Linky Dinks: Saturday Edition

Thanks to Deborah B. and Sherry for linking to the news coverage of the Thursday Swearing-In Ceremony. Here they are:

Daily News Journal: Mosley, Farmer sworn in; board adds Broeker

The board is also taking a closer look at how money is spent at city hall. Currently, purchases up to $10,000 can be made without a formal bid. The board dropped that figure to $5,000.”That gives our finance people a little more control, especially when money is tight,” Mosely said. “I think people are tired of the phrase, ‘That’s just the way we’ve always done it.'”

WKRN, New Mayor Takes Office (links to video from Channel 2)

20,000 Homes Will Sell This Weekend in the U.S., Will Yours?

Boston Globe, National Geographic’s Photography Contest 2010

BBC News Africa, Rape Victim Charged with Having Underaged Sex

Harvard Business Review, Six Keys to Being Excellent at Anything

  1. Pursue what you love. Passion is an incredible motivator. It fuels focus, resilience, and perseverance.
  2. Do the hardest work first. We all move instinctively toward pleasure and away from pain. Most great performers, Ericsson and others have found, delay gratification and take on the difficult work of practice in the mornings, before they do anything else. That’s when most of us have the most energy and the fewest distractions.

Hyperbole and a Half (Trust me, if this isn’t on your list of favorite websites, it should be)

Flavorwire, Crayon Pixel Portraits (While you’re at it, add Flavorwire as a fav link!)

Thanks to Brittney G. for many of these great links. Have a great weekend!

2 comments for “Linky Dinks: Saturday Edition

  1. michaelinLV
    November 23, 2010 at 12:47 pm

    I'm a little behind on my reading, but I had to address the blog about 20,000 houses selling this weekend.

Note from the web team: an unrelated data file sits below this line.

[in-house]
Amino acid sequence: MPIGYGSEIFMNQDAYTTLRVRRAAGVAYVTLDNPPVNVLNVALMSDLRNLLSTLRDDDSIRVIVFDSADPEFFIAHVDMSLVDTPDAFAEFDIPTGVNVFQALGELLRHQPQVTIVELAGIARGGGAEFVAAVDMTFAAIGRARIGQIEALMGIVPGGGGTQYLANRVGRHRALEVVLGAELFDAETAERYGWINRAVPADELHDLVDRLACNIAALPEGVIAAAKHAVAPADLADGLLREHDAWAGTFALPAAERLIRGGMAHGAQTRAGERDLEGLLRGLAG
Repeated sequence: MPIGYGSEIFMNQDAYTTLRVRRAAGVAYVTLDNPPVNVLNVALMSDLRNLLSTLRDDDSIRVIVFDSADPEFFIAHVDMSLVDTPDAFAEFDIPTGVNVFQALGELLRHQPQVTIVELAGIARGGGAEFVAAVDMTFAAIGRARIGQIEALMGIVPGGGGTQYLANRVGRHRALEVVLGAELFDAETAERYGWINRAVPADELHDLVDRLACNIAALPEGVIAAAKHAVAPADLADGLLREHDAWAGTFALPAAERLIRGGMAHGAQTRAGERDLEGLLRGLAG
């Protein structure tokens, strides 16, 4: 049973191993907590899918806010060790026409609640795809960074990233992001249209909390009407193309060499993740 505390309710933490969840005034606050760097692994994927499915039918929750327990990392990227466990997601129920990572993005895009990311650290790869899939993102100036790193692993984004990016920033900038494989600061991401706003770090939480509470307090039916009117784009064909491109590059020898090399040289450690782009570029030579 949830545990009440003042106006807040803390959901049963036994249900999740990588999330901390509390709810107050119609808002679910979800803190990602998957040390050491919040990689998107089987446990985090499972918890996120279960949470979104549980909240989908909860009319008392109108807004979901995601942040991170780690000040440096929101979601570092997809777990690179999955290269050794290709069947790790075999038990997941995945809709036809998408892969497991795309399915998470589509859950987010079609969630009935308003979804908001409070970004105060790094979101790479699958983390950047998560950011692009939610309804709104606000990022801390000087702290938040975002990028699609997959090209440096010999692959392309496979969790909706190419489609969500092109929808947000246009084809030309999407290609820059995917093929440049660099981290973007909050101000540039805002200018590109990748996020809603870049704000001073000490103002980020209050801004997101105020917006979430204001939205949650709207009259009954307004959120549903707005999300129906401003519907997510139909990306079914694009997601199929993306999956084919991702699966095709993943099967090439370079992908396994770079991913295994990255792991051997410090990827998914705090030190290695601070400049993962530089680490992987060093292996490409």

Here's a quote – "You must weigh the cost of selling today (a reduced profit on your home) against the cost of not getting on with your life. There is no doubt that money is important to everyone, especially today. Being able to follow your plans and dreams is also important however. Don’t allow money to ultimately control that decision."

    Kathy, I know you're a realtor so don't take this personally, but is this really what realtors are advising their clients to do?

    I have a friend who would love to sell his house. He bought the home for about $180k in 2007 at the peak of the market., and currently has it listed for about $160k, and comparables in their neighborhood are selling for $120k – $130k. So acording to this author, my friend should just take a $50,000 loss so he can "get on with his life?"

    In fact, my friend's realtor has advised him to stop making the mortgage payment and push for a short sale, he said that short sales are the only things moving right now. So my friend should not only lose $50k, but should also wreck his credit and financial future so he can "follow his plans and dreams?"

  2. November 23, 2010 at 1:14 pm

    I find it appalling that a Realtor would advise anyone to stop making a mortgage payment. I would never NEVER suggest this to anyone. When someone signs their mortgage papers, they are entered into a legal contract to make those payments toward the purchase of a home. Sometimes life does intervene: job loss, medical emergency, relocation, etc. However, if you are able to make the payment you should… that's what you agreed to do even if the house has lost market value.

    That said, sometimes people do have to make hard decisions to move or sell. You do not have to skip a payment for your house to go "short sale" … all a short sale means is that the lender will take less the amount owed once a house sells … or it is "Short" the payoff. If you can demonstrate the current value of the home is less than the amount owed, then the bank will consider agreeing to a short sale.

    Going short sale will negatively impact a credit score, but not as much as a foreclosure would (which WILL happen if someone stops making payments). By skipping payments AND going short sale, you will face a double whammy on your credit score – the late or non-payments AND the short sale.

    I can't even count the times I've given the following advice: If you don't have to sell right now, don't sell. The market will come back. It may take 3 years, 5 years, 10 years but meanwhile keep making your payments (it *is* what you agreed to do when you got that home loan) and just remember that you didn't buy an investment… you bought a home.

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